Raniolo stresses that bigger yields were caused by the fact that producers did not perform selection or thinning operations in order to obtain excellent produce. In this case, more bunches meant lower quality.
The current situation in vineyards.
According to the chairman of the consortium, another factor which led to this stalling situation is the quotation of produce destined for processing, which unsettled sales. "For example, grapes were being paid €0.30 in Puglia last year, whereas this year they barely reach €0.10."
This year, around 700 tonnes of PGI produce was sold, despite the same cultivated areas and associated producers. "The quantities sold under the mark are low, though each year we sell a little bit more of it, so there is scope for improvement."
The Consortium mainly sells to retailers, because of their better reliability. "Retailers do plan their campaigns very early on and do not keep the evolution of fruit production or the differences in quantities in mind. The problem is general markets are not as steady as they used to be."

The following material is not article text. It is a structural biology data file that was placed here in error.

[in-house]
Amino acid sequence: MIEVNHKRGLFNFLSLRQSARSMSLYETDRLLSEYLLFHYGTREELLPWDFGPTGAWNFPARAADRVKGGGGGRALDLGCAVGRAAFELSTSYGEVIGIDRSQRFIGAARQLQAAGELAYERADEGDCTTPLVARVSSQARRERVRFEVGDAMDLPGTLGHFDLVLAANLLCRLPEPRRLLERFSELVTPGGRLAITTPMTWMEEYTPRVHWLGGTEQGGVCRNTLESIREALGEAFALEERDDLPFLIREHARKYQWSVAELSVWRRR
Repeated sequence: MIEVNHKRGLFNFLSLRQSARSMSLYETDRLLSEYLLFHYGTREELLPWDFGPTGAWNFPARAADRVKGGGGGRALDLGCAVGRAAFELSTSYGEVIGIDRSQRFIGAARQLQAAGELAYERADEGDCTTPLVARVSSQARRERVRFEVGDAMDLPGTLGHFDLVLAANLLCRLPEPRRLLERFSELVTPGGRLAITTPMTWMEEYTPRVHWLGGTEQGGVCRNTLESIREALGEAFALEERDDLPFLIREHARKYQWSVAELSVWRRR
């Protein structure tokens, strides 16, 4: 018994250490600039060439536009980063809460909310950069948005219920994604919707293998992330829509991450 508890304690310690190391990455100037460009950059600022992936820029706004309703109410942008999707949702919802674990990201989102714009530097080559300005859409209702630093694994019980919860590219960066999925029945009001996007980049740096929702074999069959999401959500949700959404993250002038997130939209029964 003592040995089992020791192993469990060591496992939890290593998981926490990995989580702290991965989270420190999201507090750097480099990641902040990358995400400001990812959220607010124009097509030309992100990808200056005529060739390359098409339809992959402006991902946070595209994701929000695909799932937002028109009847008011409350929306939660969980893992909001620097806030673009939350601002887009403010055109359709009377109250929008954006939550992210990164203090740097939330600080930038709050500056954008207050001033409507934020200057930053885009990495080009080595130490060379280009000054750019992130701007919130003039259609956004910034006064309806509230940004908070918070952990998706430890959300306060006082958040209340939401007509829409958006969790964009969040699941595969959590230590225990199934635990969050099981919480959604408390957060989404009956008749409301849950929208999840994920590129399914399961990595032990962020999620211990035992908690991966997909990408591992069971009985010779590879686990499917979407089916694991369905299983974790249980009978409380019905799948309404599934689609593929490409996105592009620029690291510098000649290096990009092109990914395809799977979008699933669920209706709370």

Objectives for 2014
"We will have to aggregate and face retailers as a single group and interlocutor. We are also trying to diversify production, especially with early varieties so that we will not have to compete with Puglia or Greece. We will also introduce seedless grapes."
As regards the IUM Project (Innovate Mazzarrone Grapes), which will end in December 2013, Raniolo says "tests were carried out and fresh-cut products were sold in some supermarkets. Feedback has not been positive so far. I believe though, that if we work on shelf-life and nutritional education, this segment could work too. We are open to innovation and we ask for support from those more experienced."
Giovanni Raniolo - Chairman
Consorzio uva da tavola IGP di Mazzarrone